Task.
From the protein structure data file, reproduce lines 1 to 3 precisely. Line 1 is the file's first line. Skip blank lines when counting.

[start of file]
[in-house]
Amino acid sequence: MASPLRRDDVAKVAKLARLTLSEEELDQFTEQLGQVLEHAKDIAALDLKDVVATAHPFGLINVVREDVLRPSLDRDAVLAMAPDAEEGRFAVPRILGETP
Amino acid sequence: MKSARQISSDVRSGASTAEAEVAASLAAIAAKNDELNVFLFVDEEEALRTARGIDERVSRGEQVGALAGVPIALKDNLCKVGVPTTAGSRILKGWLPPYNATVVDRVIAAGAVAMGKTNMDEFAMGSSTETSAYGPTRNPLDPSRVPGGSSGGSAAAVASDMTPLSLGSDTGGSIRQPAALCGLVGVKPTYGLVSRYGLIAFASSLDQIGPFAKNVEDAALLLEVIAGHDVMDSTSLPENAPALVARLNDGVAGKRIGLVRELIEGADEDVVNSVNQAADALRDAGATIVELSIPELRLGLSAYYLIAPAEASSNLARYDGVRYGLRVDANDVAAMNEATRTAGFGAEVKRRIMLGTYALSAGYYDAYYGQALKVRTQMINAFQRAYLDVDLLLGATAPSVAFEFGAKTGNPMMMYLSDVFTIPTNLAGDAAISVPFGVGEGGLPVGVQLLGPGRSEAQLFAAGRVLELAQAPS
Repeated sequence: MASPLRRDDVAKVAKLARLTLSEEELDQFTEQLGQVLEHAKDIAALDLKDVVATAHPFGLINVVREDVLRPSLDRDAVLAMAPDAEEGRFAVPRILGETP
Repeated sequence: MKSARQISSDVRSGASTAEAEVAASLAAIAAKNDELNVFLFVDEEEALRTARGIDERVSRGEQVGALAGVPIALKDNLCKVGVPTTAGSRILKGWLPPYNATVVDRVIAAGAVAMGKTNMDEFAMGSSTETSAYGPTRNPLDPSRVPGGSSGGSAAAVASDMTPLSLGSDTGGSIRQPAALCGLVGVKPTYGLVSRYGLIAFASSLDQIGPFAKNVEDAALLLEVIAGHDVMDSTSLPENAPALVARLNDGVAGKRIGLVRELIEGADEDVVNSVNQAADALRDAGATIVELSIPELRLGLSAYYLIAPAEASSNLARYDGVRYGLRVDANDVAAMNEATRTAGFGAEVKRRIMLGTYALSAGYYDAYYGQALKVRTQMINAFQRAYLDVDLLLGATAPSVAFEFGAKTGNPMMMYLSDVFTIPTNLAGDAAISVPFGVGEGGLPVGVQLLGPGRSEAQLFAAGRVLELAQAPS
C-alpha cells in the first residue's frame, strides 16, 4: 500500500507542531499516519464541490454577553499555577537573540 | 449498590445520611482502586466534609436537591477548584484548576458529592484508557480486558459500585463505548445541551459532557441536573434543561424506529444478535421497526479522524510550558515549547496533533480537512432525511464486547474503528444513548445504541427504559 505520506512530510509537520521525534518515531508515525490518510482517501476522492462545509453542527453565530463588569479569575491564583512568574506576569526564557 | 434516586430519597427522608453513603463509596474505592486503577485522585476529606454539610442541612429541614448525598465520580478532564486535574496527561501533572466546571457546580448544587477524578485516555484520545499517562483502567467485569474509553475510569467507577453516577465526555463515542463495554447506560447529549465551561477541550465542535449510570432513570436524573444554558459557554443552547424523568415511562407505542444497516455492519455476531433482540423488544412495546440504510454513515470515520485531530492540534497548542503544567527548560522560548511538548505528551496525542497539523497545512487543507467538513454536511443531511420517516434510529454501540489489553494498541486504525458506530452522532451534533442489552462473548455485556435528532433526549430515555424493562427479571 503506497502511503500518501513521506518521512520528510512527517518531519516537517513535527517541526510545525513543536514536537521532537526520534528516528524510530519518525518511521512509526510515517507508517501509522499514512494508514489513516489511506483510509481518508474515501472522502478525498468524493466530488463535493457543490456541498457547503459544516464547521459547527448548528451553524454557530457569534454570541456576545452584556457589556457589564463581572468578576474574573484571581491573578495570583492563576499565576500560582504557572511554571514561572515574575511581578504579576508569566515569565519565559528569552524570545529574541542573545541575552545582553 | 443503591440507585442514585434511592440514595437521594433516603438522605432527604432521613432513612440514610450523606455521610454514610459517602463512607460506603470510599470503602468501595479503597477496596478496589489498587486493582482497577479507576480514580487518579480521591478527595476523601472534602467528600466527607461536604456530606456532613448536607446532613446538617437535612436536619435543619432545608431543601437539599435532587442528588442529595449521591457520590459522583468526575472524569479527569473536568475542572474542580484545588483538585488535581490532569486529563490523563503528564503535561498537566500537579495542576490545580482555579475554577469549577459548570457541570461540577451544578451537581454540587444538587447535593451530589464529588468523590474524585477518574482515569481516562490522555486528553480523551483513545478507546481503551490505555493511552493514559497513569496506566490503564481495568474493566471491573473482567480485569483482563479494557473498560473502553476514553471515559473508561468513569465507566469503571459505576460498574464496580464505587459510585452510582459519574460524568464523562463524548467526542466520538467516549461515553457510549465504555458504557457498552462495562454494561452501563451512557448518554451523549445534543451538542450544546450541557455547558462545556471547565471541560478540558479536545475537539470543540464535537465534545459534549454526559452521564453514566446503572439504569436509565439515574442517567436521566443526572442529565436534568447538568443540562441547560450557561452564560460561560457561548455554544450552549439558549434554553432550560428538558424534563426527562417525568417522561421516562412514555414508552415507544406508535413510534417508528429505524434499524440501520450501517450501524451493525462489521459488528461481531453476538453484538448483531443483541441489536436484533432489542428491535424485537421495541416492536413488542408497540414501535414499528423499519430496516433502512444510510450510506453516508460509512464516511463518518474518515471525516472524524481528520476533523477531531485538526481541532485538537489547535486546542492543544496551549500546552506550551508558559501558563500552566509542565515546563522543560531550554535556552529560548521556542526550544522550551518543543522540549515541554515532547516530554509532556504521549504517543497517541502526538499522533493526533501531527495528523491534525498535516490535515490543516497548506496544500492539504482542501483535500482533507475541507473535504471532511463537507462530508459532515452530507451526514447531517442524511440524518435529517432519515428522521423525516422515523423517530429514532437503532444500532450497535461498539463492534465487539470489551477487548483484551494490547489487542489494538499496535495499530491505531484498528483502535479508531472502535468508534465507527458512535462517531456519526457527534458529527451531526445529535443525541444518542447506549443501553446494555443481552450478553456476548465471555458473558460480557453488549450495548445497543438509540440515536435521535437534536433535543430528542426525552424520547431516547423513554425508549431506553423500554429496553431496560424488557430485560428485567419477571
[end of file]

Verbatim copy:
[in-house]
Amino acid sequence: MASPLRRDDVAKVAKLARLTLSEEELDQFTEQLGQVLEHAKDIAALDLKDVVATAHPFGLINVVREDVLRPSLDRDAVLAMAPDAEEGRFAVPRILGETP
Amino acid sequence: MKSARQISSDVRSGASTAEAEVAASLAAIAAKNDELNVFLFVDEEEALRTARGIDERVSRGEQVGALAGVPIALKDNLCKVGVPTTAGSRILKGWLPPYNATVVDRVIAAGAVAMGKTNMDEFAMGSSTETSAYGPTRNPLDPSRVPGGSSGGSAAAVASDMTPLSLGSDTGGSIRQPAALCGLVGVKPTYGLVSRYGLIAFASSLDQIGPFAKNVEDAALLLEVIAGHDVMDSTSLPENAPALVARLNDGVAGKRIGLVRELIEGADEDVVNSVNQAADALRDAGATIVELSIPELRLGLSAYYLIAPAEASSNLARYDGVRYGLRVDANDVAAMNEATRTAGFGAEVKRRIMLGTYALSAGYYDAYYGQALKVRTQMINAFQRAYLDVDLLLGATAPSVAFEFGAKTGNPMMMYLSDVFTIPTNLAGDAAISVPFGVGEGGLPVGVQLLGPGRSEAQLFAAGRVLELAQAPS